Duck-Rabbit Brewery, established in June of 2004, specializes in dark beer. In late August, the new microbrewery started selling Duck-Rabbit Porter, Duck-Rabbit Brown Ale, as well as D-R Milk Stout and Amber Ale in both kegs and bottles to select accounts. According to Paul Philippon, brewmaster and founder of the company, “There are rich dark beer traditions that are under-represented in our beer market. As a dark beer specialist, the Duck-Rabbit has a great opportunity to serve a thirsty niche of specialty beer lovers.” Their director of marketing says his goal is to get their wonderful ales into the hands of as many people as possible, spreading the joy!

So what’s up with the logo? Before becoming a brew guru, Philippon taught university philosophy, and a similar image appeared in a book he admired. Using this unique logo ties him to his former life, and he’s still conflicted – is it a duck head, or a rabbit head?? The crew at your favorite Beer of the Month Club can’t agree either.

Stare at the logo long enough, and it won’t matter! Just enjoy their Duck-Rabbit Amber Ale, a medium bodied beer with a lovely tawny copper/bronze color. This brew emphasizes malt complexity with layered caramel malt flavors. They put a lot of effort into getting this amber just right . . . and they’re rightfully proud of the result!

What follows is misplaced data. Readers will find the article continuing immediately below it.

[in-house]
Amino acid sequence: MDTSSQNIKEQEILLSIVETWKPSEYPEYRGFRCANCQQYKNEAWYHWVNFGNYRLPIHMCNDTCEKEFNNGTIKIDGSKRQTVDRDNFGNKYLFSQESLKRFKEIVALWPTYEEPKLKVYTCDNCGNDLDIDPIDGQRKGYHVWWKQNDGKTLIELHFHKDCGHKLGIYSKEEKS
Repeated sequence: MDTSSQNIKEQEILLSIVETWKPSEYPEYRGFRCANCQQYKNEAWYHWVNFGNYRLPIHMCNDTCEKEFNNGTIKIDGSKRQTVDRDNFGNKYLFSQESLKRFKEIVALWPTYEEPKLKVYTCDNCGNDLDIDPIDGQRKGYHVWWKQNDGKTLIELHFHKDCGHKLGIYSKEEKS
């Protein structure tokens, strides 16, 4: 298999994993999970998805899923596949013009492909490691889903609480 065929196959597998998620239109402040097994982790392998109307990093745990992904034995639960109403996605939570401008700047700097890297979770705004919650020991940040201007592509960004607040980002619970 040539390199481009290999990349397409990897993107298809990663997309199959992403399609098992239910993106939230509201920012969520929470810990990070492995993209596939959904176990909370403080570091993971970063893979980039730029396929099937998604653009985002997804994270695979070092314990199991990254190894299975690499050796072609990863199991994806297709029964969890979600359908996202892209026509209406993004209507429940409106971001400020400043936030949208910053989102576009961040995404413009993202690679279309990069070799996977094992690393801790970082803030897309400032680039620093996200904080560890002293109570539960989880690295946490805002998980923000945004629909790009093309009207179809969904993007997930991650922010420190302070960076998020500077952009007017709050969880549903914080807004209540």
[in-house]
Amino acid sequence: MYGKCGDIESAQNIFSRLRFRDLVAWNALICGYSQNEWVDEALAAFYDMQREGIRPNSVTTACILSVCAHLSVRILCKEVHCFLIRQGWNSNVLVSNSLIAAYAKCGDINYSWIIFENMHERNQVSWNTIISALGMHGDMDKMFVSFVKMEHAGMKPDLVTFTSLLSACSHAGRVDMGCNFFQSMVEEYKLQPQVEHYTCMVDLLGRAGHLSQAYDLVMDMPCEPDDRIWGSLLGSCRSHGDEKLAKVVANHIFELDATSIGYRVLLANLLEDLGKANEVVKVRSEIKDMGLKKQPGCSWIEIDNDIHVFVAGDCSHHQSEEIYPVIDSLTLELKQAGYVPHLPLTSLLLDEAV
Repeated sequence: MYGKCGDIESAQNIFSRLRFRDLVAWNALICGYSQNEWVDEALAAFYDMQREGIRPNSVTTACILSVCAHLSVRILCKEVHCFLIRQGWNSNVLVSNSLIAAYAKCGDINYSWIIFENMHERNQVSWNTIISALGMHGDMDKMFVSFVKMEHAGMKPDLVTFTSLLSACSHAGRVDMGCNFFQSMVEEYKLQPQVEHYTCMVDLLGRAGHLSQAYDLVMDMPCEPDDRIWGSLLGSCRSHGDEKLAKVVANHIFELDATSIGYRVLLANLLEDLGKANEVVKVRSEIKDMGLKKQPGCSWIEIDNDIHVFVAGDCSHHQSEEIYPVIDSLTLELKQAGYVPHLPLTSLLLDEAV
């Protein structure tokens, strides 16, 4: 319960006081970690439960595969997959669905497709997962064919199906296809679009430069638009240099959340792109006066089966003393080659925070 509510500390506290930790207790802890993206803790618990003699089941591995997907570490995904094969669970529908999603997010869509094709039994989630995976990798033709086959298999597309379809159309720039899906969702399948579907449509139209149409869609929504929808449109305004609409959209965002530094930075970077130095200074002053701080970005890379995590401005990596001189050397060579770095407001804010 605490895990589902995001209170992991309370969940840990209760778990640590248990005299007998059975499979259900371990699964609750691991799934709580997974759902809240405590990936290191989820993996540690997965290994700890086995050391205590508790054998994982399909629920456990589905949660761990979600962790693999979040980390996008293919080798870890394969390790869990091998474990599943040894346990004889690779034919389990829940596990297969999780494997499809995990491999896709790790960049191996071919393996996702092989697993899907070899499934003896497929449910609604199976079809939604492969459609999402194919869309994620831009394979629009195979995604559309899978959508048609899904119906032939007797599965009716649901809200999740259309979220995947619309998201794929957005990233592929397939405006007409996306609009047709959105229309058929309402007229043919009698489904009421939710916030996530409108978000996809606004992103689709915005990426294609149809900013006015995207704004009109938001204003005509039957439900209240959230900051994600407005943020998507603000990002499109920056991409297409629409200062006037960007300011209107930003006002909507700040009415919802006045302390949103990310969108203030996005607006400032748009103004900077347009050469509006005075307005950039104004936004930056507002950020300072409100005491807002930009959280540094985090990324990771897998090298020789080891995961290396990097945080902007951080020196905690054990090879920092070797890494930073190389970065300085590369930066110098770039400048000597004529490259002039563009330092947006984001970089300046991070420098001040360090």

Duck-Rabbit Milk Stout is a traditional, full-bodied stout brewed with lactose (milk sugar). The subtle sweetness imparted by the lactose balances the sharpness of the highly roasted grains, which give this delicious beer its unexpected black color.

Featured beer from Duck-Rabbit Brewery: Milk Stout and Amber Ale

AMBER ALE – Duck-Rabbit’s Amber Ale – This metallic-colored honey of a brew is full-flavored with great body. It’s a top-notch top-fermented ale with perfect balance between “hop” (excuse the pun) flavor and malt character. It’s assertive, but not highly bitter. Hop to it and pair this Duck-Rabbit brew with the best cuts of pork, bacon or ham.

MILK STOUT – Duck-Rabbit’s Milk Stout – Stouts are usually rich, very dark, full-bodied ales, top fermented, highly hopped and dry. Often times rich and creamy, this version, subtly sweet, is a perfect fit for dinners ending with any chocolate dessert.

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Amy Heydt
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